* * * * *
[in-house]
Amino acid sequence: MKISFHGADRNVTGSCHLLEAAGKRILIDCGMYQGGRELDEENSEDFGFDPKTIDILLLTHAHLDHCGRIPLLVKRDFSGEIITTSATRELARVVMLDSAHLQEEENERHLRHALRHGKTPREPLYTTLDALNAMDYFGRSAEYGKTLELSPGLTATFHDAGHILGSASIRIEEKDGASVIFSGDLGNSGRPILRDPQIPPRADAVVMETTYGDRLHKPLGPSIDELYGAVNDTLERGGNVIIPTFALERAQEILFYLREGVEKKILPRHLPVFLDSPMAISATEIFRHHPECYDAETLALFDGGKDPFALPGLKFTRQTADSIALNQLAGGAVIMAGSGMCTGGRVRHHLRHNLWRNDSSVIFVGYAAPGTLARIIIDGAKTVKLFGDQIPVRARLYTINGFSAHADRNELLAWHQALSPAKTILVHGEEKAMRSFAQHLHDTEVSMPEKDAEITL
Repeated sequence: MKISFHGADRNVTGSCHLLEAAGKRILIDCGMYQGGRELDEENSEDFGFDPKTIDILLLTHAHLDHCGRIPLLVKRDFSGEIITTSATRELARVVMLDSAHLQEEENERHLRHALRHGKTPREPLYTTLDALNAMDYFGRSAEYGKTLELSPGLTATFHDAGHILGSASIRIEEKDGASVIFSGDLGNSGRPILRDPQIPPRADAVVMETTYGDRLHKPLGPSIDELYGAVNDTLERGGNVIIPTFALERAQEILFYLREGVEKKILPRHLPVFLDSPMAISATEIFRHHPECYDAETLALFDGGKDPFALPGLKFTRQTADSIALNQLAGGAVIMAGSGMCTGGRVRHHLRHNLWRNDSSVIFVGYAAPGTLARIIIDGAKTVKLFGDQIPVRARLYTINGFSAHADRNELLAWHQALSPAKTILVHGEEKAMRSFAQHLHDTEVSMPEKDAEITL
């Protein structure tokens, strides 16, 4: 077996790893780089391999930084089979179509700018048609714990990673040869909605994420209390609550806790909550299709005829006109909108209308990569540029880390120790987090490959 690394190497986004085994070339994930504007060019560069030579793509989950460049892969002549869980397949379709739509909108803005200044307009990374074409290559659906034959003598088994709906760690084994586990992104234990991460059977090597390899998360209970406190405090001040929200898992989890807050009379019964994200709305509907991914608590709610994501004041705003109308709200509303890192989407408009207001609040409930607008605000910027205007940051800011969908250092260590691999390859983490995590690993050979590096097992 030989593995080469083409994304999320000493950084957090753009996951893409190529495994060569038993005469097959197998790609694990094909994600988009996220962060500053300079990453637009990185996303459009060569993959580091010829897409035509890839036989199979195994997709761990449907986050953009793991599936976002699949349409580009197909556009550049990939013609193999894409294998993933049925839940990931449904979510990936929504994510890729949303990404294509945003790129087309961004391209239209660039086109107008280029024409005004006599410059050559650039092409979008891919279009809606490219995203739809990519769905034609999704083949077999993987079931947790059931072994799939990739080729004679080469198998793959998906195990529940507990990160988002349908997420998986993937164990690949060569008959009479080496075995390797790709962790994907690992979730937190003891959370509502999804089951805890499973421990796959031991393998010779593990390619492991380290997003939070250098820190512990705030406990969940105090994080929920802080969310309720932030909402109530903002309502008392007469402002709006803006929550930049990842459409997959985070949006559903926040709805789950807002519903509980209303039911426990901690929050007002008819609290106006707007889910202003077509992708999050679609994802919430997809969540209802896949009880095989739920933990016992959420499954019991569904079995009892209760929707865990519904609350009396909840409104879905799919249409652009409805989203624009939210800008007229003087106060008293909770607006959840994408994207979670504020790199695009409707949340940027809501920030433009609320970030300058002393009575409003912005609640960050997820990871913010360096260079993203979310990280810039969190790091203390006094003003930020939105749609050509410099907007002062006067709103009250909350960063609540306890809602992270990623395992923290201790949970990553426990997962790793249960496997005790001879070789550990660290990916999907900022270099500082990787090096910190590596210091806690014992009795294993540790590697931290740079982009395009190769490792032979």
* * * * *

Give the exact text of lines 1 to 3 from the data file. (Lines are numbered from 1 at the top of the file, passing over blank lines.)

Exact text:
[in-house]
Amino acid sequence: MKISFHGADRNVTGSCHLLEAAGKRILIDCGMYQGGRELDEENSEDFGFDPKTIDILLLTHAHLDHCGRIPLLVKRDFSGEIITTSATRELARVVMLDSAHLQEEENERHLRHALRHGKTPREPLYTTLDALNAMDYFGRSAEYGKTLELSPGLTATFHDAGHILGSASIRIEEKDGASVIFSGDLGNSGRPILRDPQIPPRADAVVMETTYGDRLHKPLGPSIDELYGAVNDTLERGGNVIIPTFALERAQEILFYLREGVEKKILPRHLPVFLDSPMAISATEIFRHHPECYDAETLALFDGGKDPFALPGLKFTRQTADSIALNQLAGGAVIMAGSGMCTGGRVRHHLRHNLWRNDSSVIFVGYAAPGTLARIIIDGAKTVKLFGDQIPVRARLYTINGFSAHADRNELLAWHQALSPAKTILVHGEEKAMRSFAQHLHDTEVSMPEKDAEITL
Repeated sequence: MKISFHGADRNVTGSCHLLEAAGKRILIDCGMYQGGRELDEENSEDFGFDPKTIDILLLTHAHLDHCGRIPLLVKRDFSGEIITTSATRELARVVMLDSAHLQEEENERHLRHALRHGKTPREPLYTTLDALNAMDYFGRSAEYGKTLELSPGLTATFHDAGHILGSASIRIEEKDGASVIFSGDLGNSGRPILRDPQIPPRADAVVMETTYGDRLHKPLGPSIDELYGAVNDTLERGGNVIIPTFALERAQEILFYLREGVEKKILPRHLPVFLDSPMAISATEIFRHHPECYDAETLALFDGGKDPFALPGLKFTRQTADSIALNQLAGGAVIMAGSGMCTGGRVRHHLRHNLWRNDSSVIFVGYAAPGTLARIIIDGAKTVKLFGDQIPVRARLYTINGFSAHADRNELLAWHQALSPAKTILVHGEEKAMRSFAQHLHDTEVSMPEKDAEITL